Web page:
It’s official: staff and students will continue to wear masks when schools open to full, in-class learning September 7.
Nova Scotia Premier-designate Tim Houston and the province’s chief medical officer, Dr. Robert Strang, announced the province’s Back to School Plan August 23.
To start the school year off, masks will be required at all times for anyone inside a school building, or bus, just as the regulations were when school closed for the year in June. Masks can be removed when eating or drinking or participating in physical activity and for breaks where physical distancing is possible.
As the doors open, there will be a full resumption of music classes, band, field trips, sports and audience attendance. Use of cafeterias and lockers will return, while gyms will open for community-use after school hours.
Paul Ash, regional executive director of the South Shore Regional Centre for Education, told LighthouseNOW educators are ready to welcome the students.
“We’re very much looking forward to kids returning this year with the situation where things are looking much more normal,” he said. “We’re going to continue with some core public health measures around the hand washing, sanitizing and the cleaning of high touch surfaces and tracking and monitoring illness with staff and students.”
He added he is “very comfortable with students returning this year. It is a safe place and we have measures, similar to last year, to ensure that continues.”
An anticipated rollover to Phase 5 is expected September 15, based on the expectation that 75 per cent of Nova Scotia residents will be fully vaccinated. As of August 23, about 70 per cent of the province’s residents had received their two shots.
Phase 5 will mean “no restrictions or mandatory public health measures,” said Houston during a media briefing on August 23.
If this phase is introduced as planned it will happen on the Wednesday, September 15. Strang indicated that the wearing of masks in schools may continue until the end of that school week, and the lifting of the mask regulation may take effect on Monday, September 20.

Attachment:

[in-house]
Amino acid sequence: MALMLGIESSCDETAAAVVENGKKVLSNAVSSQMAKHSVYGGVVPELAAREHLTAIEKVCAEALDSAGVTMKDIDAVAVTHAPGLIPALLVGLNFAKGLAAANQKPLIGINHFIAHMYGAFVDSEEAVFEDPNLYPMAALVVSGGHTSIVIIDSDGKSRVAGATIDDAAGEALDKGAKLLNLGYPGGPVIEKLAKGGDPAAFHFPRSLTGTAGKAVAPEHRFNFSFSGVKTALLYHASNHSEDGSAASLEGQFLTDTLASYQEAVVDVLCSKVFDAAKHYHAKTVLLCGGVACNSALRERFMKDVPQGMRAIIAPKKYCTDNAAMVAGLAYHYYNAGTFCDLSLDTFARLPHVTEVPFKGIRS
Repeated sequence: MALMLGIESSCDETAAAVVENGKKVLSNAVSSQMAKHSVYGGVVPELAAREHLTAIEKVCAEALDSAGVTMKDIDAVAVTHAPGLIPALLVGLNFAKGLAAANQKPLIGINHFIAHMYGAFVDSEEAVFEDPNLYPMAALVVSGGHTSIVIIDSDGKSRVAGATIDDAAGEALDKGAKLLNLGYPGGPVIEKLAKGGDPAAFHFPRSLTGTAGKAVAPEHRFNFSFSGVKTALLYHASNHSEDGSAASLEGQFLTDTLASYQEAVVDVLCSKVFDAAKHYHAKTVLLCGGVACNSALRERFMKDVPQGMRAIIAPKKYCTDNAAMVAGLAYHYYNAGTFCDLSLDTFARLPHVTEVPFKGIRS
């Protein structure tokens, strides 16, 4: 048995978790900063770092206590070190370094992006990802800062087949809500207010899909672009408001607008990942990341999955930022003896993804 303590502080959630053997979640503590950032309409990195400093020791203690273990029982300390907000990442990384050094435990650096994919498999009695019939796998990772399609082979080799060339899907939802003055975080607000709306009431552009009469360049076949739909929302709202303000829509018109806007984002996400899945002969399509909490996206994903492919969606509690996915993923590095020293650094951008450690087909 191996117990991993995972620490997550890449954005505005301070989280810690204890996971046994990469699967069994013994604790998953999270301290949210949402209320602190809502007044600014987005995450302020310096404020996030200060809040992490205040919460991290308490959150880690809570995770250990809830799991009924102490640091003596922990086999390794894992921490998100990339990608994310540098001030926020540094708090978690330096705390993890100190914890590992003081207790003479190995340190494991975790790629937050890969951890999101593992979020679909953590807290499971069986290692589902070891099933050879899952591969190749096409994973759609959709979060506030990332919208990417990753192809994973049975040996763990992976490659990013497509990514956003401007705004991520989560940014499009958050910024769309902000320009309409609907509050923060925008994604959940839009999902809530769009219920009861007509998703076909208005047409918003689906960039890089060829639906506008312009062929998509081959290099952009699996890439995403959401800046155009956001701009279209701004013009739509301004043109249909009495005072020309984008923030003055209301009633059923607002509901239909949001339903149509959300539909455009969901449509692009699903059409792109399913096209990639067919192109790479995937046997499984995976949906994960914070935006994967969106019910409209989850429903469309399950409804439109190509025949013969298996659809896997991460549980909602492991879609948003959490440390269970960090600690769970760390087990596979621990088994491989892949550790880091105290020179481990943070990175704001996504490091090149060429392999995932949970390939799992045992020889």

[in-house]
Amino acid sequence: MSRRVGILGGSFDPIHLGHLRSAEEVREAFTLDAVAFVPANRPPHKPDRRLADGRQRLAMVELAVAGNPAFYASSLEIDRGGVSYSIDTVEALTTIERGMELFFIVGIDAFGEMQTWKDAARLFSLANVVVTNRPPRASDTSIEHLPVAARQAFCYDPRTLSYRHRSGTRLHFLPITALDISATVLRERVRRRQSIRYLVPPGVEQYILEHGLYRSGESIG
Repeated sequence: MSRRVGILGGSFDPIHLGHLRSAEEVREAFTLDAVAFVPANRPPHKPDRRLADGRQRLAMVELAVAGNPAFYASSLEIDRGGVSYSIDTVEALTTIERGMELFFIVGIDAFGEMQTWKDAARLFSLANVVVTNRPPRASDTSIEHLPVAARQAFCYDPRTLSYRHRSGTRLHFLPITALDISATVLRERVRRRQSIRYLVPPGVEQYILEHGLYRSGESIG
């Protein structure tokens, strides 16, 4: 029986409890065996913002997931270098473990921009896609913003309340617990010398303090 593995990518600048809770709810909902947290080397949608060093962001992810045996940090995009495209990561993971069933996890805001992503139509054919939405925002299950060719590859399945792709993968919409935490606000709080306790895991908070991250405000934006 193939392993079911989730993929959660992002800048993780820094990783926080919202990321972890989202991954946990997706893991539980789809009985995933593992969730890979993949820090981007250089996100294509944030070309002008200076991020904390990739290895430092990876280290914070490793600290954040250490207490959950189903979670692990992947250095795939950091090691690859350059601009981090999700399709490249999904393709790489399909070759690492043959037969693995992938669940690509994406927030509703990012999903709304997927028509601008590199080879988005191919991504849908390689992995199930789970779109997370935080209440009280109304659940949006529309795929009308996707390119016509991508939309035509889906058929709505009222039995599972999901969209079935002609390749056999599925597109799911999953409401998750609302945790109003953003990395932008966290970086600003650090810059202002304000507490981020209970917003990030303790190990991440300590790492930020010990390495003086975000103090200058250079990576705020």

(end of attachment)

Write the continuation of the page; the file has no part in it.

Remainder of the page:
Responding to a question at the media event about why the school year would start off with masking, Strang responded, “The education system is pleased to have at least a couple of weeks of masking because it sets the norm. Even once we remove the mandatory requirements for masking, we encourage and strongly recommend staff and students continue to wear masks,” he explained. “So, starting off the year with the requirement of masking allows the school year to recreate that norm around masking.”
Standard procedures developed over the pandemic, such as hand washing and extensive cleaning, will continue to be encouraged in schools.
The overriding message to staff, educators and students is that “we will do everything to keep you safe and, right now with the plan we have today, we feel that it will keep people safe,” Houston said at the news conference.
According to Strang, a fourth wave is expected to hit Nova Scotia, and it’s just a matter of when. However, he said he was encouraged by the work that Nova Scotians have done to that point and that the province is in a good position.
“It’s time to start living more with COVID-19,” said Strang. “Even if we see rising case numbers that would have previously meant province-wide restrictions, our vaccine coverage means we can carry on with only border restrictions and maybe, if necessary, targeted local restrictions.”
If a COVID-19 case is discovered in a school, family, staff and close contacts will be notified, however it’s expected the schools will remain open and operate as normally as possible. Strang wasn’t anticipating there would be a situation where “it would be justified to have mandatory masking.”
Going to school and being with their peers is important, Strang said.
Houston was asked during the question-and-answer period regarding assurances that proper ventilation is in place, or that windows would be replaced to make sure that they can be opened. Proper ventilation was a topic of concern in 2020.
He responded saying this conversation is ongoing, but in any case he was confident the schools are safely operating in their current condition.
Ash supported that view. “We, as part of our regular ventilation checks, have reviewed all of the ventilation systems in our schools and any issues that needed to be rectified have been addressed,” he said.
Kevin McBain, Local Journalism Initiative Reporter, LighthouseNOW Progress Bulletin